This study aimed to provide conditional survival data for patients with chordoma who had already survived a specific period of time. Previous studies only provided the survival rate of patients with chordoma [6, 30]. Previous studies have demonstrated that the conditional survival rate can provide critical quantitative information and more reliable clinical guidance for patients and clinicians [29, 31, 32]. Therefore, this study has a very important role in predicting the survival rate of patients who have already survived for several years. In this study, for patients with regional or localized chordoma, the conditional 5-year DSS was surprisingly relatively stable over time, whereas for distant chordoma, there was a gradual improvement in the conditional 5-year DSS (+ 11.6%). Therefore, when patients with metastatic chordoma have survived five years, their 5-year DSS improved significantly, which could have a positive effect in these patients because it could help clinicians make more accurate decisions for further treatment. The 5-year DSS of patients older than 60 years old improved (+ 4%) after survival for 5 years. For patients who underwent surgery, the 5-year DSS was stable. However, for patients who did not undergo surgery, the 5-year DSS improved gradually. For patients with different tumor sizes, the results differ widely. For patients with a tumor less than 5 cm, the conditional 5-year DSS was steady, whereas for patients with a tumor between 5 and 10 cm, the conditional 5-year DSS improved as survival time gradually increased (+ 6.7%). One unanticipated finding was that for patients with a tumor larger than 10 cm, the conditional 5-year DSS decreased as time passed (− 11.2%), which has significant clinical value and provides guidance for clinicians. This result has not previously been described. A possible explanation for this result might be that the tumor is too large to perform complete surgical resection, which directly impacts the survival.

Therefore, the conditional 5-year DSS can generate a positive influence on patients having an overall poorer prognosis. The induction of the conditional 5-year DSS will encourage patients more and provide more accuracy for clinicians to estimate prognoses and explain the situations patients will face.

Because the HR at different times varies, our study assessed the risk profile of multiple variables at different timepoints to determine the change in the hazard ratio of multiple variables over time, which might provide more substantial guidance than traditional hazard ratio analysis. In our study, we found that the HR for age greater than 60 years old decreased slightly over time. Interestingly, the HR of tumor size between 5 and 10 cm increased 4 years after diagnosis, and after surviving 5 years, it decreased instead. However, the HR of tumor size larger than 10 cm increased gradually over time (from 2.23 to 3.77), which means the risk for tumor size gradually increases after diagnosis. In addition, the HR of patients with regional tumors first decreased and then increased. Surprisingly, the HR of distant metastasis decreased substantially (from 3.30 to 1.09) over time after diagnosis. For patients with metastatic tumors, the threat to the survival rate of this risk factor reduced after survival for several years. However, the timing of performing surgery or radiation therapy will affect the survival of patients. The HR increasing over time after surgery or radiation therapy provides important clinical guidance. The earlier surgery or radiation therapy is performed, the lower the risk for mortality. Therefore, for patients with chordoma, it is imperative to perform surgery or radiation therapy as early as possible.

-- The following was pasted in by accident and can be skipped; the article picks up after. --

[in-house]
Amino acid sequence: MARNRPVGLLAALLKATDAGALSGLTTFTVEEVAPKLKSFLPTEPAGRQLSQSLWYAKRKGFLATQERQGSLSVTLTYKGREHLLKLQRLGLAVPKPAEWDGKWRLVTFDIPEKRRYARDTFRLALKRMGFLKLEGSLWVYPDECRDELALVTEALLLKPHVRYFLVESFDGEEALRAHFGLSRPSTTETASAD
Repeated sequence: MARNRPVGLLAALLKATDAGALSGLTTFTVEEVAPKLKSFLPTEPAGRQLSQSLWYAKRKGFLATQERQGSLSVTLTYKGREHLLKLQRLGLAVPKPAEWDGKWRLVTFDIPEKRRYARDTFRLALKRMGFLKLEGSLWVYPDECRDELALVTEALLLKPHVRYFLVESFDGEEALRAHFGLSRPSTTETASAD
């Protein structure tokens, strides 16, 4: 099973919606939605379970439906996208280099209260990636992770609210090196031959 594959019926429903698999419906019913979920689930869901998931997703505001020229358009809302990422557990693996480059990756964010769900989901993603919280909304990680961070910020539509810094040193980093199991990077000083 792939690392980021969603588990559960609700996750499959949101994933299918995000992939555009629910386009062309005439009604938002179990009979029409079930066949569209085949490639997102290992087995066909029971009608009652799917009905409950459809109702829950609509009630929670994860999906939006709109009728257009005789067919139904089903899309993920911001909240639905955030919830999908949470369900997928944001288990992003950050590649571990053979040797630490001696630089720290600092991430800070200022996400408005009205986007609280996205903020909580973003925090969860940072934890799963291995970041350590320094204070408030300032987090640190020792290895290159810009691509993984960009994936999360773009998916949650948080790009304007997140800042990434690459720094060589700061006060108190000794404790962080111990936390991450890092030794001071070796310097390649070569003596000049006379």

Our study also has some limitations. First, our findings are derived from retrospective data, which is similar to all observational studies. This element may associate the results with unavoidable selection and attribution biases. Second, the SEER database does not provide surgical resection type, which should be included in future studies. Third, the effectiveness of novel radiation techniques could not be assessed.

Conclusion

Age at diagnosis, tumor size, and disease stage can influence the conditional survival for patients with chordoma. The trend of conditional survival differs in patients with different states. The HRs of different factors change over the survival time. Therefore, understanding the changing risk profile and conditional 5-year disease-specific survival of chordoma is critical for accurate clinical treatment guidance.

Availability of data and materials

Not applicable.

Abbreviations

CI:

Confidence interval

DSS:

Disease-specific survival

HR:

Hazard ratio

IDO-O-3:

International Classification of Disease for Oncology, 3rd Edition

NOS:

Not otherwise specified

SEER:

Surveillance, Epidemiology, and End Results

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Acknowledgements

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Funding

This work was funded by the Wenzhou Leading Talent Innovative Project (RX2016004), National Natural Science Foundation of China (81501933), Zhejiang Provincial Natural Science Foundation of China (LY14H060008), Zhejiang Provincial Medical and Health Technology Foundation of China (2018KY129), and Wenzhou Municipal Science and Technology Bureau (Y20170389). The funders had no role in the design, execution, or writing of the study.

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JFH and AMW designed the study. DC, JLL, and XQZ developed and tested the data collection forms. JFH, DC, XQZ, JLL, and AMW acquired the data. JFH, DC, XQZ, JLL, XYW, and AMW conducted the analyses and interpreted the data. JFH and AMW drafted the manuscript. All authors critically revised the manuscript. All authors read and approved the final manuscript.

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Correspondence to Ai-Min Wu.

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Huang, JF., Chen, D., Zheng, XQ. et al. Conditional survival and changing risk profile in patients with chordoma: a population-based longitudinal cohort study. J Orthop Surg Res 14, 181 (2019). https://doi.org/10.1186/s13018-019-1225-7

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Keywords

  • Chordoma
  • Conditional survival
  • Survival
  • Changing risk profile